Jeanne Manford : Founder of PFLAG
A Queens native, Jeanne Manford was born on December 4th, 1920, to a Salesman and housewife. Shortly after her father died, she married her husband, Jules Manford and had three children with him. She graduated Queens College in 1964 and began her career of almost 30 years as teacher in New York City. In April 1972, she learnt that her gay son Morty was violently assaulted when handing out flyers in support of gay rights. Jeanne was a loving and supportive mother, so she was naturally outraged that her son was attacked and that the police who were present did not intervene. She was so upset, in fact, that she wrote a letter to the New York Post, in which she wrote, “I have a homosexual son and I love him,” which was a very radical statement at the time.
One of the pivotal moments in Manford’s activism was when she marched with Morty in the Liberation Day Parade. She held a sign that stated “Parents of Gays! Unite in Support for Our Children”. The response to her sign was overwhelming and many young people came over to her crying and begging her to speak to their parents. This was one of the first times LGBT people saw a parent publicly support them. It was this parade that catalyzed her to establish a support group for parents of LGBT children, as Jeanne and her husband Jules saw that there was desperate need for an organization centered on family and friends of members of the gay community. This support system grew into PFLAG which, as of 2013, has 350 chapters nationwide and has helped countless families by educating, supporting, and advocating. PFLAG brought the ‘family values’ into the gay rights movement, and in a sense challenged that notion a traditional family.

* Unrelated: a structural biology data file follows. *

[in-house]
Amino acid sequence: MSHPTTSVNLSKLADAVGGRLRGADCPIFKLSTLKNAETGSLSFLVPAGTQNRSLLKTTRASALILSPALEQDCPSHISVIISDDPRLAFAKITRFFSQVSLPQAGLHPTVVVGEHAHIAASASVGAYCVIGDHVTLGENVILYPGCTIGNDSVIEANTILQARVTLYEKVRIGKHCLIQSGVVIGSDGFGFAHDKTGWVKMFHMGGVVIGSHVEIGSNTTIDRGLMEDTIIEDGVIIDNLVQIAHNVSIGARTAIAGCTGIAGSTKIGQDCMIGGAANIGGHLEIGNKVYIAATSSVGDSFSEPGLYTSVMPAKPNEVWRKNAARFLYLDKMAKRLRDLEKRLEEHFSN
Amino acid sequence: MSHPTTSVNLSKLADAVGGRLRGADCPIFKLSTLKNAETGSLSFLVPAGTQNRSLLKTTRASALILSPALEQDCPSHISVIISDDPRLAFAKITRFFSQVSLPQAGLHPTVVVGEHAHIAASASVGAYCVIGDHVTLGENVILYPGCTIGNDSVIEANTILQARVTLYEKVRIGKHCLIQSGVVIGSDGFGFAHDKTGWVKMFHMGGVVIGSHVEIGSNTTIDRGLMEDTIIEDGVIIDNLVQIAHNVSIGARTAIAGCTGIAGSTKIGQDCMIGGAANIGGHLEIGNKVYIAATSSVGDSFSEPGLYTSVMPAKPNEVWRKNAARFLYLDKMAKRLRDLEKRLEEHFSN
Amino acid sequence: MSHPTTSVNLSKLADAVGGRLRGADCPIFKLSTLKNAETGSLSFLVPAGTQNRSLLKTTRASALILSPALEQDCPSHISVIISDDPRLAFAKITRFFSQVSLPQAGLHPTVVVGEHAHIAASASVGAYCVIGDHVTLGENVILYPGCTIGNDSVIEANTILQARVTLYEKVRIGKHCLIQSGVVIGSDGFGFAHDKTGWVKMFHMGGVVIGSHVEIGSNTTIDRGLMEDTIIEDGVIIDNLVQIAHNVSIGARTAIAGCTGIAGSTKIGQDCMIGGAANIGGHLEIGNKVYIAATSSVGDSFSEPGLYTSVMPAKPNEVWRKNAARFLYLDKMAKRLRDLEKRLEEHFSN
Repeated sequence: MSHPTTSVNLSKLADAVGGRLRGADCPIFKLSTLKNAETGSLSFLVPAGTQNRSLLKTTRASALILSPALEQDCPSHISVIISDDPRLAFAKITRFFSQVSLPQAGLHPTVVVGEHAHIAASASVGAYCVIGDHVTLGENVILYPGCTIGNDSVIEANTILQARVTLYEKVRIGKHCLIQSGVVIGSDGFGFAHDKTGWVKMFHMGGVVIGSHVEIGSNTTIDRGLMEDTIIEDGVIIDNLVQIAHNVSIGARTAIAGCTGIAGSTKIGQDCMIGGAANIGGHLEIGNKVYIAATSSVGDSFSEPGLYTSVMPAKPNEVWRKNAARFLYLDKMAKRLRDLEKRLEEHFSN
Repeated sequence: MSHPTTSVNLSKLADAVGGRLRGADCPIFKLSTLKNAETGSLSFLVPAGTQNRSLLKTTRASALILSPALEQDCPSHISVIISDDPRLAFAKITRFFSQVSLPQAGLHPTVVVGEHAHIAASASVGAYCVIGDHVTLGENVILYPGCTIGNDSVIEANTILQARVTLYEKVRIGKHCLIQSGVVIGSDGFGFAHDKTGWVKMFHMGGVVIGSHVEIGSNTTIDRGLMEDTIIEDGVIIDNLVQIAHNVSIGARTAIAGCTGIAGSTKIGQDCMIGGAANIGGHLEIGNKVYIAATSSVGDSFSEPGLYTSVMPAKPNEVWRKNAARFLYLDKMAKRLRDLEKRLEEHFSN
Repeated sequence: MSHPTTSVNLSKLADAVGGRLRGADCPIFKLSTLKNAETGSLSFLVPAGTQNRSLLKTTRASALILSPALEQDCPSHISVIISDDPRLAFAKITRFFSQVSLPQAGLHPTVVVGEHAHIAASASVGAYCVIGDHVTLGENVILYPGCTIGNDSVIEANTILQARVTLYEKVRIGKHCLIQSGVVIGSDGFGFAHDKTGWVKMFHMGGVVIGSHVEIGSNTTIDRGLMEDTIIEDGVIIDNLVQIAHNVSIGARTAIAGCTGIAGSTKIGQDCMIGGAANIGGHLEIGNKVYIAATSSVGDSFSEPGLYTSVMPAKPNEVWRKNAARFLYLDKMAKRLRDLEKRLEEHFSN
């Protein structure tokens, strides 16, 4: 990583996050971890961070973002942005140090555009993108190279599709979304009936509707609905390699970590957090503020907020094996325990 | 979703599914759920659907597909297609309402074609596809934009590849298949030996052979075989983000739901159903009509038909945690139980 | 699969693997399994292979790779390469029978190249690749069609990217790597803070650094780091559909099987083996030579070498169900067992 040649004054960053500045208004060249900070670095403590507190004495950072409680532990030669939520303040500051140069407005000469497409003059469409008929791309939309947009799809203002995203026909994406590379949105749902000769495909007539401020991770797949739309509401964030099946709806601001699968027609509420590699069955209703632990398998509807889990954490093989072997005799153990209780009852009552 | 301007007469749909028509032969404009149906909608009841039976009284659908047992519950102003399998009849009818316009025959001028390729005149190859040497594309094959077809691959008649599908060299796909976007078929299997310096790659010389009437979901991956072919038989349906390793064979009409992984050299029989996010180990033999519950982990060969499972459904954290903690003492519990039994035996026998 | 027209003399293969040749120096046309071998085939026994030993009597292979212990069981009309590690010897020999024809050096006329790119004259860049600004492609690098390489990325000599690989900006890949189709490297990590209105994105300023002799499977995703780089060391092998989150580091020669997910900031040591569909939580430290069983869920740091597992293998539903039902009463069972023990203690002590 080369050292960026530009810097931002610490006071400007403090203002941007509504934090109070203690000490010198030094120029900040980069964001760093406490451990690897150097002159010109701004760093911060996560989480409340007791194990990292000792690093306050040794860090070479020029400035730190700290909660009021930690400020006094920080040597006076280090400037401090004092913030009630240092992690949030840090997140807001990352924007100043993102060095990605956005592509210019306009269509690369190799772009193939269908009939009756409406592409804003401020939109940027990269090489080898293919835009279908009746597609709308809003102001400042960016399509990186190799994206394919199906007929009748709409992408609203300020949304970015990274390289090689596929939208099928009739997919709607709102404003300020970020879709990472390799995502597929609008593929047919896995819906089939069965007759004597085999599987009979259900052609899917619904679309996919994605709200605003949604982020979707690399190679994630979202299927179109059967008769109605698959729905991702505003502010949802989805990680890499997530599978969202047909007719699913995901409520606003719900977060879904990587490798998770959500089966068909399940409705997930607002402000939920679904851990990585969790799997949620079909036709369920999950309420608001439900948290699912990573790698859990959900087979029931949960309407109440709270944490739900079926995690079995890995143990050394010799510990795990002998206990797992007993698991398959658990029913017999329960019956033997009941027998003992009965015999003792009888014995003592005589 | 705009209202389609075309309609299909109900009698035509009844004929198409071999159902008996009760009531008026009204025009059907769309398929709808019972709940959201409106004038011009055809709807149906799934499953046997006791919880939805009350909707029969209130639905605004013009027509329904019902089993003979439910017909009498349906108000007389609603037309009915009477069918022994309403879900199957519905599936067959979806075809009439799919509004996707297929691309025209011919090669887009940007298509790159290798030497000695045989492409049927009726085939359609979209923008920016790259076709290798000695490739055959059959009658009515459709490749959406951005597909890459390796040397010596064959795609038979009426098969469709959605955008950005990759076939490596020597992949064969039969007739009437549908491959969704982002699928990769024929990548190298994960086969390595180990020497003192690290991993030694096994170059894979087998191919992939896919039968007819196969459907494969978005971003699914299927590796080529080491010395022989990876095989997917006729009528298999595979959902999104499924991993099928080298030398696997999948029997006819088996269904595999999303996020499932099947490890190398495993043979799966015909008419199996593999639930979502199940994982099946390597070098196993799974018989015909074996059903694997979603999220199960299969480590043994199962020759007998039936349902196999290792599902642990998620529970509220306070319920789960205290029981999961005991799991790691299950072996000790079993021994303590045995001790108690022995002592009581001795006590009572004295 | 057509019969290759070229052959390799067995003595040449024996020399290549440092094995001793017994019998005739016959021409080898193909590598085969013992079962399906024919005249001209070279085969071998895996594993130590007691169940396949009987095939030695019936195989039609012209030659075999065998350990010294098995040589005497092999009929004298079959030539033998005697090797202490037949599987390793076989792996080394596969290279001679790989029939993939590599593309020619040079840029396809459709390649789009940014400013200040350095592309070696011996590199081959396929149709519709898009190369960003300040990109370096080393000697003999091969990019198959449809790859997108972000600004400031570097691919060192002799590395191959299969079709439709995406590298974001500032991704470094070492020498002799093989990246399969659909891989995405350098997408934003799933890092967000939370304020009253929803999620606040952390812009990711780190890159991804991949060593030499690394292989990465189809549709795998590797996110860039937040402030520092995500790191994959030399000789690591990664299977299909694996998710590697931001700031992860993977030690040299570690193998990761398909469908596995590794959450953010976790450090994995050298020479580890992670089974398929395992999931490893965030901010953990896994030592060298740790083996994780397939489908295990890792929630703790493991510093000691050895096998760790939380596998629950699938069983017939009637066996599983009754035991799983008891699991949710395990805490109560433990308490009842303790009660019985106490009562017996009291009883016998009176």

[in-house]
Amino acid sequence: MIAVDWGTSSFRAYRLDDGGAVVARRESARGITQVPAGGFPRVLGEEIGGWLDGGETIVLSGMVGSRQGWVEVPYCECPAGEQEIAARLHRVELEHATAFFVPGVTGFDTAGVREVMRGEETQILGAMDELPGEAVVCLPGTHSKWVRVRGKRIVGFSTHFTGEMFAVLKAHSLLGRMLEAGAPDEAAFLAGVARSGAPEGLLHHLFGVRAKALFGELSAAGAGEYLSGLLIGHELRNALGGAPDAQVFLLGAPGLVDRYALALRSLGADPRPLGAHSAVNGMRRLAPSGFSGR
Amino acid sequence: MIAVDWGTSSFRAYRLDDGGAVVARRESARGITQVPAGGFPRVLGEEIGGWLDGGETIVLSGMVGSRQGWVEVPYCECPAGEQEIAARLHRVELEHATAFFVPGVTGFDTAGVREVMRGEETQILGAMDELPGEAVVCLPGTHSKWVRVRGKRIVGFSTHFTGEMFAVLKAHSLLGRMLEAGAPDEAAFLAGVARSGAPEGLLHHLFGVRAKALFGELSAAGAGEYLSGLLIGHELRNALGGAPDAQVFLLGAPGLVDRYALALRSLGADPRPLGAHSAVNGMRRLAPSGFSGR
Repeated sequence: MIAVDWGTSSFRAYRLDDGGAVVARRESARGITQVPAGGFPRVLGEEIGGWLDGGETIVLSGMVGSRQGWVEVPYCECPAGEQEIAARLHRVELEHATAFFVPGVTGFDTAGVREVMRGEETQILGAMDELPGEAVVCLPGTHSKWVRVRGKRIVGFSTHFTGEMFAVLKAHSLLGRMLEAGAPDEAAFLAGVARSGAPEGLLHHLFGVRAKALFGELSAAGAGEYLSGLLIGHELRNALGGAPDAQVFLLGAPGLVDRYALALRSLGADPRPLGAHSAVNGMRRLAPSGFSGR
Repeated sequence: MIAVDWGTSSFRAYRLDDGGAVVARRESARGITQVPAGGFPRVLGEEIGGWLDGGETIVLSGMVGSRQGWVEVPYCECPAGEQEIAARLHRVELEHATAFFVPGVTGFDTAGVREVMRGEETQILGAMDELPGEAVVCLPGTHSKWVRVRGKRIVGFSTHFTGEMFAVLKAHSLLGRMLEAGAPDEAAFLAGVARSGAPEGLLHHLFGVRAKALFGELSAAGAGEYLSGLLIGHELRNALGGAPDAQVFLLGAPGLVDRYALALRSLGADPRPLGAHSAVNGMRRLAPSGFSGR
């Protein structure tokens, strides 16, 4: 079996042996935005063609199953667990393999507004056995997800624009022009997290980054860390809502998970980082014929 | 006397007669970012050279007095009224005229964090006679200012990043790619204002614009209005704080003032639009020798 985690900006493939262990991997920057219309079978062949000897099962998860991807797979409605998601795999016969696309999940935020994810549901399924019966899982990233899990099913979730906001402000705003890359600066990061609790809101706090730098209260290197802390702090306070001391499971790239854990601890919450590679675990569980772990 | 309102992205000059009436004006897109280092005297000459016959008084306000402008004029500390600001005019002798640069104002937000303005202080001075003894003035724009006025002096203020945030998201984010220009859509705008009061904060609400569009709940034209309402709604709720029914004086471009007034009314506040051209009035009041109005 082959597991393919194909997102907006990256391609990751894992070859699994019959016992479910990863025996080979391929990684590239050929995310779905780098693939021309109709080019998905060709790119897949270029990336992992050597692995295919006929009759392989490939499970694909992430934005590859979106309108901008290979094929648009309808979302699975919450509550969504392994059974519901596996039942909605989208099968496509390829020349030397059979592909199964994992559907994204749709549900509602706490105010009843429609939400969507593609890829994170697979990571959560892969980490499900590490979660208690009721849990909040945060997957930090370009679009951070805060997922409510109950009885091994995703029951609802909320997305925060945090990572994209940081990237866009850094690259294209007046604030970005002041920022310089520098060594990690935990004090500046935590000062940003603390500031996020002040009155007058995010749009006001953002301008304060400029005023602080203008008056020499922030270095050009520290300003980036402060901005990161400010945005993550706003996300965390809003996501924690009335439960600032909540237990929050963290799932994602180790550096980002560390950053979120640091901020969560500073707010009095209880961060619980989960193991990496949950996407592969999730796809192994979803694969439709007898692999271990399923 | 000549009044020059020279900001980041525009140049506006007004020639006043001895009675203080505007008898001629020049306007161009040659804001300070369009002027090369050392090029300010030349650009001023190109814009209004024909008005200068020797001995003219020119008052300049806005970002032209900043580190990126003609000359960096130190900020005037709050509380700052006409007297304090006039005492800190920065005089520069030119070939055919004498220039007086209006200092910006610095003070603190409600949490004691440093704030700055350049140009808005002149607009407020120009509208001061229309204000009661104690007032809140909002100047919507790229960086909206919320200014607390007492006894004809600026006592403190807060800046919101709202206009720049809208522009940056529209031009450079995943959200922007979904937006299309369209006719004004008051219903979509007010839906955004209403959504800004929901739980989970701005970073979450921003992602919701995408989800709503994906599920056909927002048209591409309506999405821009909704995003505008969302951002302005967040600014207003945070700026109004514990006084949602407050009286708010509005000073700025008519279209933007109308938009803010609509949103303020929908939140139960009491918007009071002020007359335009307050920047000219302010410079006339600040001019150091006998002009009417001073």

Jeanne and Jules Manford were the parents of the gay rights movement and accepted all LGBT people as their own, even when their parents rejected them. They fought for and championed human rights. Their house was always opened to everyone who needed it and is fondly remembered as a warm and inviting place by many who were shunned by their own home. Jeanne Manfrord died in 2013 but her legacy lives on. She was posthumously given the Citizen Award by Obama for her activism and fight for gay rights. But more than all these honors, her life is remembered by the countless lives she helped and brightened.
~Blog Written by Elisheva Schuster